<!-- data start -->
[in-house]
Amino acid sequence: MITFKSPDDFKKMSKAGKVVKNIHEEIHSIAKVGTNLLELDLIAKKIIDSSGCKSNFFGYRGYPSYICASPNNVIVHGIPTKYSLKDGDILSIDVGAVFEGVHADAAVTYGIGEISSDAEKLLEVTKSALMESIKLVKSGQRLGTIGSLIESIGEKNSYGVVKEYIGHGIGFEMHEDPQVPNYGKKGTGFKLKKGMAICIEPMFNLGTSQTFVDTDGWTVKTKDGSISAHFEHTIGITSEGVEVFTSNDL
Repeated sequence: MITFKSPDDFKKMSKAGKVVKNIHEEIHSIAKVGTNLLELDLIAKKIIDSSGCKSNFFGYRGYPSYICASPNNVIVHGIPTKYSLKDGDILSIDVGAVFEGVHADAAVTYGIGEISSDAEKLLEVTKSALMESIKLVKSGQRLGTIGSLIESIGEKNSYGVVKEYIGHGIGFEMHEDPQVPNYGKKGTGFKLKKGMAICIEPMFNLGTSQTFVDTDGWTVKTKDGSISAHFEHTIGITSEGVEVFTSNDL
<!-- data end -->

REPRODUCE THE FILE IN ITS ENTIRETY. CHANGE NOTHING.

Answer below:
[in-house]
Amino acid sequence: MITFKSPDDFKKMSKAGKVVKNIHEEIHSIAKVGTNLLELDLIAKKIIDSSGCKSNFFGYRGYPSYICASPNNVIVHGIPTKYSLKDGDILSIDVGAVFEGVHADAAVTYGIGEISSDAEKLLEVTKSALMESIKLVKSGQRLGTIGSLIESIGEKNSYGVVKEYIGHGIGFEMHEDPQVPNYGKKGTGFKLKKGMAICIEPMFNLGTSQTFVDTDGWTVKTKDGSISAHFEHTIGITSEGVEVFTSNDL
Repeated sequence: MITFKSPDDFKKMSKAGKVVKNIHEEIHSIAKVGTNLLELDLIAKKIIDSSGCKSNFFGYRGYPSYICASPNNVIVHGIPTKYSLKDGDILSIDVGAVFEGVHADAAVTYGIGEISSDAEKLLEVTKSALMESIKLVKSGQRLGTIGSLIESIGEKNSYGVVKEYIGHGIGFEMHEDPQVPNYGKKGTGFKLKKGMAICIEPMFNLGTSQTFVDTDGWTVKTKDGSISAHFEHTIGITSEGVEVFTSNDL